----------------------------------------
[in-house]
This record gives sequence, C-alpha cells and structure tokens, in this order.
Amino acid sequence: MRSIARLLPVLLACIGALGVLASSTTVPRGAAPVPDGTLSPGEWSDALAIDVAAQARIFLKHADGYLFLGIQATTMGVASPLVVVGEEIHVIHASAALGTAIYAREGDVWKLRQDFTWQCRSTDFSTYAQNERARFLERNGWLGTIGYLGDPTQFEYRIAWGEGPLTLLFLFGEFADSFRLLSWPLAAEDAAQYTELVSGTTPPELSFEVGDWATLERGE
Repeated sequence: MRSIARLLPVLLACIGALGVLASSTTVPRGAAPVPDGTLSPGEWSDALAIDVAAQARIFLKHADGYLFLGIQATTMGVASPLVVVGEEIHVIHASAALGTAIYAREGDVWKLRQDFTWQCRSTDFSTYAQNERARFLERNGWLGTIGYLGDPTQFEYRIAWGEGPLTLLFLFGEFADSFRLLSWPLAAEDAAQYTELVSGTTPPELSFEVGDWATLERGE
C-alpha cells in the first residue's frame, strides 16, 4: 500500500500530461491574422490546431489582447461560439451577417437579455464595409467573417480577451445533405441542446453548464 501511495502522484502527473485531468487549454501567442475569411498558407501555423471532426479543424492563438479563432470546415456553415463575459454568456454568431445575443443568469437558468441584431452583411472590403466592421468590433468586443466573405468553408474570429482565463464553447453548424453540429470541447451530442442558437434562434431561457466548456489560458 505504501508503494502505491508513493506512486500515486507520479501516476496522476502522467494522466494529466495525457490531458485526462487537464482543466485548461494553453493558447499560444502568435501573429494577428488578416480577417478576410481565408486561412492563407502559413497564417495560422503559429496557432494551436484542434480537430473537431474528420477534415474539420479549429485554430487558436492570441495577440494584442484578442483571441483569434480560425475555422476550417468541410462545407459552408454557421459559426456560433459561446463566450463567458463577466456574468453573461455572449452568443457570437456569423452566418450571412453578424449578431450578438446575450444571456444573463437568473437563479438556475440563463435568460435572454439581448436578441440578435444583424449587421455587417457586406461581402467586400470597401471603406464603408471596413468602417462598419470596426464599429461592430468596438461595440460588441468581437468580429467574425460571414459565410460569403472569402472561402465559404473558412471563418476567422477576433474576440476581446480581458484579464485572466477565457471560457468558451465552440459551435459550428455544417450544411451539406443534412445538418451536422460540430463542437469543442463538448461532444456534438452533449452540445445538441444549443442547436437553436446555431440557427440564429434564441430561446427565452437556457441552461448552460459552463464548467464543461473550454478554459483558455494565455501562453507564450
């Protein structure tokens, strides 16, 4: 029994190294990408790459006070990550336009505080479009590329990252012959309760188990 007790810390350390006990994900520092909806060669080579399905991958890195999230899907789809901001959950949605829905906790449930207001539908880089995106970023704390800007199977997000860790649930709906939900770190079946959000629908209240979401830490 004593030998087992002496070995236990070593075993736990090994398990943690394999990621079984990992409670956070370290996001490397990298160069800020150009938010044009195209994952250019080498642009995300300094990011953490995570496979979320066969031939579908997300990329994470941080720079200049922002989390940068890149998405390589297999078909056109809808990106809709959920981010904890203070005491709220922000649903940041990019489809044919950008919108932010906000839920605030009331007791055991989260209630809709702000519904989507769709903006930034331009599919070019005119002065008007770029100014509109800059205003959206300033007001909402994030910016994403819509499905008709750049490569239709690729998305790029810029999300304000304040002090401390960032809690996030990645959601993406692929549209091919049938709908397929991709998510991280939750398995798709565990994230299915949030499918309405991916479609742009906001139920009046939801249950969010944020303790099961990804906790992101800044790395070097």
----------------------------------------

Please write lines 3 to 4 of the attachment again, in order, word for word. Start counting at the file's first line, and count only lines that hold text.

Amino acid sequence: MRSIARLLPVLLACIGALGVLASSTTVPRGAAPVPDGTLSPGEWSDALAIDVAAQARIFLKHADGYLFLGIQATTMGVASPLVVVGEEIHVIHASAALGTAIYAREGDVWKLRQDFTWQCRSTDFSTYAQNERARFLERNGWLGTIGYLGDPTQFEYRIAWGEGPLTLLFLFGEFADSFRLLSWPLAAEDAAQYTELVSGTTPPELSFEVGDWATLERGE
Repeated sequence: MRSIARLLPVLLACIGALGVLASSTTVPRGAAPVPDGTLSPGEWSDALAIDVAAQARIFLKHADGYLFLGIQATTMGVASPLVVVGEEIHVIHASAALGTAIYAREGDVWKLRQDFTWQCRSTDFSTYAQNERARFLERNGWLGTIGYLGDPTQFEYRIAWGEGPLTLLFLFGEFADSFRLLSWPLAAEDAAQYTELVSGTTPPELSFEVGDWATLERGE